I have a daughter who is in Middle School and most of the time she acts more maturely than the heroine of this novel. We’re talking about a 28 year-old woman who gets all of her information (and misinformation) about the man she fancies from her friends, instead of directly asking the male in question. A woman who agonizes over the meaning of said bloke’s smallest word or look. I hear about that type of melodrama often enough from my 12 year old, but at least she’s got a valid excuse. Elizabeth Young should know better.
Our alleged adult characters meet one drizzly December afternoon. Harriet is scouring London for Christmas presents when she sees Nina, a glamorous but bitchy former classmate who always has a gorgeous guy on her arm. The current specimen is particularly yummy - tall, charming and well-dressed. No is more surprised than Harriet when Nina departs in a cab and the yummy boyfriend starts up a conversation with Harriet about an unusual object they both notice in a store window. When Harriet realizes she has lost her wallet, the handsome and considerate boyfriend offers to lend her cab fare. Almost immediately, Harriet finds herself madly infatuated with John Mackenzie, her rescuer, but afraid to act on the attraction because he belongs to Nina. She thinks the spark may be mutual, but why doesn’t he say something about having a girlfriend? Or why doesn’t he break it off with Nina? Harriet becomes more and more confused as John pursues her. Either he’s two-timing Nina, in which case he is a cad, or there’s something more to the story.
Unfortunately for both John and the reader, Harriet never actually comes out and asks him just what the bloody hell is going on here. Instead, she hints, hoping he’ll make a disclosure. She asks advice from her flatmates, Sally and Jacko. She gets the low-down from her friend Rosie who is a friend of Nina’s best friend Suzanne (got that?) She agonizes over whether it might okay to return John’s affections because, after all, Nina was always unkind to her. But she never addresses the problem directly. Well, of course not, otherwise we’d have no reason for a 400 page novel, would we?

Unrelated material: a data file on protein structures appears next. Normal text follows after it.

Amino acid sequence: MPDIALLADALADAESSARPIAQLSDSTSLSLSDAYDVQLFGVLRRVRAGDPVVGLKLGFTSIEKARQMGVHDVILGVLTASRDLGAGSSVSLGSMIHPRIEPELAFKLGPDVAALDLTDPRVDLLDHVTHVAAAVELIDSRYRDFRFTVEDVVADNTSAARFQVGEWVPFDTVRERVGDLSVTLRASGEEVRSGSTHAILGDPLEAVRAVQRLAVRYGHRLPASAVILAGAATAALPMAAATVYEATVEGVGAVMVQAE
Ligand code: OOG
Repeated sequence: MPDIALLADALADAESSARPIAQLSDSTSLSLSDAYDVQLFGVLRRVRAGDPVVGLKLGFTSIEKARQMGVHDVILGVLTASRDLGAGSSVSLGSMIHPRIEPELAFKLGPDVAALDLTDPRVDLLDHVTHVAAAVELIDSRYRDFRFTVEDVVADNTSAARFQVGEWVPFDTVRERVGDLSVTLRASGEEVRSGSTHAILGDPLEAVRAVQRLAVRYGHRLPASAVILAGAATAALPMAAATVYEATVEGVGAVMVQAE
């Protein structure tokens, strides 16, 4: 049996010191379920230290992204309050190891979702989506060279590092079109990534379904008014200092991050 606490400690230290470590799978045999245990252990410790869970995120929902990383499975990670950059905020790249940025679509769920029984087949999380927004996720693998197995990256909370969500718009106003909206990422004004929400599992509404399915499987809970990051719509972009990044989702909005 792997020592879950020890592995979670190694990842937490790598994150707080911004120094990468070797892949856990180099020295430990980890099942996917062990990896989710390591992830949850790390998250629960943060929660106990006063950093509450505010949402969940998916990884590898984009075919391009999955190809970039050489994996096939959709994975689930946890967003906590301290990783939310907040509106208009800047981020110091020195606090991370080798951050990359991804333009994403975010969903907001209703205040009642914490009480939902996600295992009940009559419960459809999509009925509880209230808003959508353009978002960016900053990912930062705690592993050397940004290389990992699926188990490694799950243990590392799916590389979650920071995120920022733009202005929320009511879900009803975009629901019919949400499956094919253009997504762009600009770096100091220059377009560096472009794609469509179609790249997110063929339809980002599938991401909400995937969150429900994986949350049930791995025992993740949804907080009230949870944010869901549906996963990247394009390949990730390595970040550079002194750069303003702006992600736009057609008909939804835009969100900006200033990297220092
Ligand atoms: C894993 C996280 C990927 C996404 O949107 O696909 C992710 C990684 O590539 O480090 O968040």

There are a few less than memorable subplots featuring Harriet’s friends and family, but nothing that allow the reader to gloss over the fact that the character we’re supposed to identify with and admire acts like a 12 year old for most of the novel. The allegedly evil Nina is barely a presence, which weakens Harriet’s case as a wronged party. Poor John seems like a nice guy who deserves better than Harriet’s hot-and-cold act as she alternates between flirtation when she momentarily forgets that John is already taken, and withdrawal as she feels pangs of guilt for filching someone else’s guy.
The plot would also be more palatable if the writing style were notable, but it’s standard chatty first-person British Chick Lit narrative. There are scattered amusing lines and scenes, but nothing remarkable that enabled me to overlook the other weaknesses. I give the book a few extra points for Harriet’s comparison of Nina to the witch in the Narnia Chronicles, but even that metaphor is sadly underutilized.
Add in a horribly embarrassing cover of his-and-hers underwear on a clothesline, and you’ve got a book that is easy to avoid. Unless you have to read each and every British author who crosses the Atlantic, I’d suggest that you skip this one.